shelter

edit: a kind young women sent me in this much higher quality photo today, it’s awesome!

so, it’s been a heck of a while since I was at the beach, finally got back! right now I’m trying to put a dent in our firewood requirements for the winter (we only burn what we cut ourselves) and good days for the beach tend to be good days to use the chainsaw.

I moved over to a corner of the main beach that was less visible behind a rock outcropping. there’s also an old portion of the fortifications, rock and concrete, that are crumbling away. I thought that was a good place to think about things – there was a man-made element to respond to, as well as a visual disconnect from previous stack sites, even though I could just walk around the outcropping and be surrounded by materials I had seen before.

so, I started out with a reverse-taper square tower, as you see above. my initial idea was to make a series of small cubes, around 18″ on a side, as close together as possible. I think a Cartesian space of stones could be really cool, and I keep trying to do it, but I always get distracted… this time I was distracted by the idea of suddenly switching scales in the material I was using, an idea proposed by my super interesting friend Aaron R.

the band of smaller was an initial attempt, I was going to alternate back and forth between large and small bands that were related in height to the size of their components. however, as you can see, I accidentally started flanging outwards, but decided it was more fitting for the materials; additionally, I have only tried to vault a few times, and the corner between the outcropping and ruined fortification seemed a plausible distance to span. I widened slowly till I thought I could make it across, then, starting with the longest rocks I could find, bridged the gulf.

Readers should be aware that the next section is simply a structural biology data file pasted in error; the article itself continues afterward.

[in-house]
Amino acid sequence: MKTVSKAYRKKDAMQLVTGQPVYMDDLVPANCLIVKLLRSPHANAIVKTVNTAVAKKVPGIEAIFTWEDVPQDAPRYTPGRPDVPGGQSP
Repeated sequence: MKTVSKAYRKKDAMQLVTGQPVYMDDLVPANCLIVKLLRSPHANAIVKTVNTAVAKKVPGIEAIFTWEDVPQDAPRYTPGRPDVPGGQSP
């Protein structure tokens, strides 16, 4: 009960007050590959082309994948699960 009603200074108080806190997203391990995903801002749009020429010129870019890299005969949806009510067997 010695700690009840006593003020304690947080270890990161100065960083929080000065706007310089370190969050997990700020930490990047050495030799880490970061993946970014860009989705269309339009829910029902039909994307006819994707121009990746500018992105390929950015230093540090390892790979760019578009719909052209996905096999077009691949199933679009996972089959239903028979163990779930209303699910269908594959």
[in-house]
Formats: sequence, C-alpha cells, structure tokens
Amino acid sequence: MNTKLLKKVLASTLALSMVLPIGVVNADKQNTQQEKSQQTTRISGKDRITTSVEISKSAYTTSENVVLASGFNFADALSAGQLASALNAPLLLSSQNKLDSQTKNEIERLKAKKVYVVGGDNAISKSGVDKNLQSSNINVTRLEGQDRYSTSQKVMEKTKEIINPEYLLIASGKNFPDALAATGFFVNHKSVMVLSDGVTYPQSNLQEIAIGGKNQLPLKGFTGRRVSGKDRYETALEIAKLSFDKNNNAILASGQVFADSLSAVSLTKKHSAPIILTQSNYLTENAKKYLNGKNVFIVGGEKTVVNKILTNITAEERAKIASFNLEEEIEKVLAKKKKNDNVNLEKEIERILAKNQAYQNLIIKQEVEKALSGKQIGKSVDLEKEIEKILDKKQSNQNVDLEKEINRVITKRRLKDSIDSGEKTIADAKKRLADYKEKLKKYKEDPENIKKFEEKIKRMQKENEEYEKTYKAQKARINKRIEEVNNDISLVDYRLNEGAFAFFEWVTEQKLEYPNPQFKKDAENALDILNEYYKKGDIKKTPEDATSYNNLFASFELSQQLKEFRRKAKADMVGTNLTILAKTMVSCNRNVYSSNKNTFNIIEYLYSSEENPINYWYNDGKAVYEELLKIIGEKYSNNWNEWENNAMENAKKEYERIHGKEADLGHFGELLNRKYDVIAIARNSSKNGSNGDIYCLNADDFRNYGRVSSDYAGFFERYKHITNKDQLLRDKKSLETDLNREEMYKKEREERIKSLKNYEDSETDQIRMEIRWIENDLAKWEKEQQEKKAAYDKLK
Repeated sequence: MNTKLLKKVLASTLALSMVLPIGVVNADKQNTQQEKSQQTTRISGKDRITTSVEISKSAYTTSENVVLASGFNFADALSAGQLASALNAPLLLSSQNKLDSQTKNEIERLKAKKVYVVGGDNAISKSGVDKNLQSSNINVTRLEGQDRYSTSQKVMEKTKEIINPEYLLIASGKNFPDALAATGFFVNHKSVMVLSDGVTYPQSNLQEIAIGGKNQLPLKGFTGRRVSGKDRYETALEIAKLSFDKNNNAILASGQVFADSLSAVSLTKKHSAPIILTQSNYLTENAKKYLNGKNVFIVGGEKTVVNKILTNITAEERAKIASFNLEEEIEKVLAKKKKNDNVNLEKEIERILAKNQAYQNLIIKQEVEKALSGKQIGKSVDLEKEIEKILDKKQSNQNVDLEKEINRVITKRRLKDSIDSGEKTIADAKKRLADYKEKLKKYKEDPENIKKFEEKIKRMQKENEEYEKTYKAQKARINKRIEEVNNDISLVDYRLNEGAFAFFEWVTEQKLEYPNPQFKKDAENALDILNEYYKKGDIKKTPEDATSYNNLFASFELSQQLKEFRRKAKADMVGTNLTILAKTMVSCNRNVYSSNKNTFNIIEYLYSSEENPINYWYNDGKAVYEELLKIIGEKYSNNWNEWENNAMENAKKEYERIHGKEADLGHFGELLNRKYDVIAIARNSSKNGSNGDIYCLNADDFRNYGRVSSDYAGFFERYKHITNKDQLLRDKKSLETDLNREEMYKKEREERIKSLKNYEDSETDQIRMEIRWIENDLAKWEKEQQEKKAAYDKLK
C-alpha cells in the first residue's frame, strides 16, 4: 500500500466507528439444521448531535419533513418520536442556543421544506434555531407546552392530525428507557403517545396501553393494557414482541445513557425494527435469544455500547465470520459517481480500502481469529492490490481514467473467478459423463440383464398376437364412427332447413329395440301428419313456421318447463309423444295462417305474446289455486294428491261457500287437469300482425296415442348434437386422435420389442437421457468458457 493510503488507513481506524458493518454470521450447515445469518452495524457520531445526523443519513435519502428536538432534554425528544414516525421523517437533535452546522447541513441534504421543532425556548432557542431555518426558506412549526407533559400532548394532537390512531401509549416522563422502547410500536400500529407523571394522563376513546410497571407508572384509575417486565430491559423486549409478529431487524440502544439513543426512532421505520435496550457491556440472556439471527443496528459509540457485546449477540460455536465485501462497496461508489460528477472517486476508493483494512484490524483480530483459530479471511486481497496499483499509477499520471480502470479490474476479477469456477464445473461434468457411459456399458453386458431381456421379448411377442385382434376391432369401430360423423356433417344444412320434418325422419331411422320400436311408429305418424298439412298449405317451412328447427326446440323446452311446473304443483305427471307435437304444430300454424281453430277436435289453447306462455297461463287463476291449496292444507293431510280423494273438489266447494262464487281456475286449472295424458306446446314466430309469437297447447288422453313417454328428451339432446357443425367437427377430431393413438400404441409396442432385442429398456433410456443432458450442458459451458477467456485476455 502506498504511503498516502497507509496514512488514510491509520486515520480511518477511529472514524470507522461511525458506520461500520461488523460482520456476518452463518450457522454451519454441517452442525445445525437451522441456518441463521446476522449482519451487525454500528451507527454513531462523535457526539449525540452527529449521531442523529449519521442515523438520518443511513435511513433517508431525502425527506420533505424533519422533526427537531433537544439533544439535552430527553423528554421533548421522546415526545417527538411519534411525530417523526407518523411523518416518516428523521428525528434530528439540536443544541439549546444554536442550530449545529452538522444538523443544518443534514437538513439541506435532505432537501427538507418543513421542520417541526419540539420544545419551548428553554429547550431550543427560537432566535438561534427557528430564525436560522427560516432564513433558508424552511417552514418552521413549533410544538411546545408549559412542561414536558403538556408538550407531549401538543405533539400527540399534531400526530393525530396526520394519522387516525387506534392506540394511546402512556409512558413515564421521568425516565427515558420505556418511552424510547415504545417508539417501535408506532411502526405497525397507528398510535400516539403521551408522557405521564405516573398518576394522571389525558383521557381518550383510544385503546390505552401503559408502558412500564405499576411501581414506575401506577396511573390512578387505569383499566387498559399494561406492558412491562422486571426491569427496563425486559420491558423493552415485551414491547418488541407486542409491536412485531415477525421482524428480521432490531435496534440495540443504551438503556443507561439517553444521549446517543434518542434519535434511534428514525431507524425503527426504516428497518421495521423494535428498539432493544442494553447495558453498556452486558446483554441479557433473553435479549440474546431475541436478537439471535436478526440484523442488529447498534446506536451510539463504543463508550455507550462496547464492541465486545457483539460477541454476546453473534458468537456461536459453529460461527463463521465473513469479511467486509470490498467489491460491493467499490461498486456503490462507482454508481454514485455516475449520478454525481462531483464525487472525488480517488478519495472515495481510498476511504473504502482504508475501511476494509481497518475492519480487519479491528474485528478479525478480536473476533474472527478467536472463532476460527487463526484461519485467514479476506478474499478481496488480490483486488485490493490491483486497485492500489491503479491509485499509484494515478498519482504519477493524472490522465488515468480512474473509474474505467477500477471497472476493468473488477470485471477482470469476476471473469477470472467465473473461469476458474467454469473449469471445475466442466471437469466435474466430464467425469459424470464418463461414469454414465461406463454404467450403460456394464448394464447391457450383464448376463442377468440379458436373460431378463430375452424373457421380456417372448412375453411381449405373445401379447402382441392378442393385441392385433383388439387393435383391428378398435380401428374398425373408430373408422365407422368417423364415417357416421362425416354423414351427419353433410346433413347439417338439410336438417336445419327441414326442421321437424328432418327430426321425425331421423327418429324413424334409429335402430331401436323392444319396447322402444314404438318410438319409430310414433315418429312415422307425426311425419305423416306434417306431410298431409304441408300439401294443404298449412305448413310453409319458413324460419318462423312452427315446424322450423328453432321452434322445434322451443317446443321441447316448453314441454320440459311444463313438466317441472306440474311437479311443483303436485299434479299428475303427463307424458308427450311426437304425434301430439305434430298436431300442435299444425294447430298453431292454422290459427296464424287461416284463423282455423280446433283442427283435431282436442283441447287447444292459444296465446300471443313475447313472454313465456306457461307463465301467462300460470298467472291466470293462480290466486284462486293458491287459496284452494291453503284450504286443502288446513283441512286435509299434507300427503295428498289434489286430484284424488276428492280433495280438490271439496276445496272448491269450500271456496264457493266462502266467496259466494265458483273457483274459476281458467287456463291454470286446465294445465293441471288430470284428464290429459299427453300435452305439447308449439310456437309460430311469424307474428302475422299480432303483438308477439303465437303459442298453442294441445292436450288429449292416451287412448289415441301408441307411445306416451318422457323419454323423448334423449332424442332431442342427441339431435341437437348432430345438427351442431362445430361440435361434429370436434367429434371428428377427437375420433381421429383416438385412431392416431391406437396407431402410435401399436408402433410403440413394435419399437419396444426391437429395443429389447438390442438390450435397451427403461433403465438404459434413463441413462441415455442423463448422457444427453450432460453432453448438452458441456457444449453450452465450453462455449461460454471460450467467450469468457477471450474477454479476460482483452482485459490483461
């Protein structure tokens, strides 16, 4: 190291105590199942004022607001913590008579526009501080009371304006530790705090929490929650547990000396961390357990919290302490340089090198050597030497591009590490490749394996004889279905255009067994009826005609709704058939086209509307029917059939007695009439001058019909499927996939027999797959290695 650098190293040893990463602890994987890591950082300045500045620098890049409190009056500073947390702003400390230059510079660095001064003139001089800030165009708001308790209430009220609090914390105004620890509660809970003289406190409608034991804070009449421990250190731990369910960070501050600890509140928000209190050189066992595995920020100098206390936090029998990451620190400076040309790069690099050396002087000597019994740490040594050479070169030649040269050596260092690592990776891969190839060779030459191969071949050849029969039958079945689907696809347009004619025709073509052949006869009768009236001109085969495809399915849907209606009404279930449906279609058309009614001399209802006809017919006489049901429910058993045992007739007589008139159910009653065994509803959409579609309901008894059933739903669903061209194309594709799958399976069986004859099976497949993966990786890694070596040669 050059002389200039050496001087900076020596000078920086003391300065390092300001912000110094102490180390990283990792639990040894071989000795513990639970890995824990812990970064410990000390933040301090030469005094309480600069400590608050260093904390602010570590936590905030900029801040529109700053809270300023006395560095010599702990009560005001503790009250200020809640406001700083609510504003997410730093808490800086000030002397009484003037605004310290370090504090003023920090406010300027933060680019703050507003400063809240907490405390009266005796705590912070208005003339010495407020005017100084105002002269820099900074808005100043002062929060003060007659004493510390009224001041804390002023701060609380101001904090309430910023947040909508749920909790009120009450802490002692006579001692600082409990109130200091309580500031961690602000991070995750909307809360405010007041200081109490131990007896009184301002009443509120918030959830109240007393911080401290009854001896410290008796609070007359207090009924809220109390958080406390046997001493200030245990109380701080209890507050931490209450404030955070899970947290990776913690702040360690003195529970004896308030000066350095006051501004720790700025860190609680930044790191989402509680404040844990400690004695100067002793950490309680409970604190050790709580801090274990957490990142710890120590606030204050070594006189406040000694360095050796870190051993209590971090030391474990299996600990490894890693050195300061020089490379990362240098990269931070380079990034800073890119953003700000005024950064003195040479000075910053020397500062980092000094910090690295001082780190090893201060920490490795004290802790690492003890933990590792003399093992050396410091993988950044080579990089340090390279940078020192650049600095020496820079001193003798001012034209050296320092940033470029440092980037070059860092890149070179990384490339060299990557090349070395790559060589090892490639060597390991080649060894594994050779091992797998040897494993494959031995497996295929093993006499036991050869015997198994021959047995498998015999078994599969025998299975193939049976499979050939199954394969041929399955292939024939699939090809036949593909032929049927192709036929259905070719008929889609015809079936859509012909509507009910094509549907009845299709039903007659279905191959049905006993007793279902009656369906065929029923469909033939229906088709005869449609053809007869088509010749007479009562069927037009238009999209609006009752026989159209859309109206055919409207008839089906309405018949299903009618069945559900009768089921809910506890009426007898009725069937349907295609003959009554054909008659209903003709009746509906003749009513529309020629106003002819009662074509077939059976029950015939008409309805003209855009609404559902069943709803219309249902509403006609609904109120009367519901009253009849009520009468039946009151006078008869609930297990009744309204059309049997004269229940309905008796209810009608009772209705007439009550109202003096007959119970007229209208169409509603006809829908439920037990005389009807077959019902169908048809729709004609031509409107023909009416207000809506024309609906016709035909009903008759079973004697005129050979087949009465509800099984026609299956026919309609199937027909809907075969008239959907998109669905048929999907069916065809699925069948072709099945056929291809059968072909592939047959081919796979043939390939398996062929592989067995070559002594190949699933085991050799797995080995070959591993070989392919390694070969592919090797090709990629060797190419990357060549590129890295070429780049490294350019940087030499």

it took a long time to get the top of the structure covered, with a few tense moments where I was sure it would collapse. I knew I had to build up the stonework so that there was an interior arch embedded in the top layer that would support heavier stones, so I worked for a long time to make the outer edges sufficiently heavy as I worked my way in. a young woman asked me at one point, “how do you get them to stay?” I could only say “gravity. I have to just keep adding layers.” it’s true, it’s no fancy “true” arch, no complex system of self- supporting compression; it’s just a crappy corbel vault. it’s barely more complex than the post and lintel system. the same girl asked whether she could sit on it. I told her I’d rather be the only one to test it; I’d rather be the only one missing limbs due to my poor construction. here’s the roof before I stepped onto it:

somehow, it stayed standing when I walked on! I was so proud!

I know it’s not that far a span, but the concrete wall seemed so very far away when I was taking these. I got back on solid ground as soon as I had saved the pics.

I was a little disappointed that I couldn’t think of anything else to do with the part where I had widened it but had nowhere to vault to; the top lip seemed so out of place. I guess it did complete the sweeping outlines of the column, which is kind of a nice effect.

finally, it was time to get inside. this almost scared me more than standing on top. if I was on top, I might have some way to jump off as it started to collapse; underneath, I had little escape. I can’t scoot around very fast on the rocks, and it it collapsed, I’d be hurting pretty bad. it didn’t move as I got underneath, but I didn’t test it by poking around to much. I sat pretty still. the next picture shows looking up at the roof along the column; you can see why I was scared. pretty shoddy work!

all in all, it was definitely a great day, personally satisfying at the very least. the sunburn is always worth it. I probably won’t think so when I get skin cancer, but I am content to be young and stupid for a bit longer.

2 thoughts on “shelter

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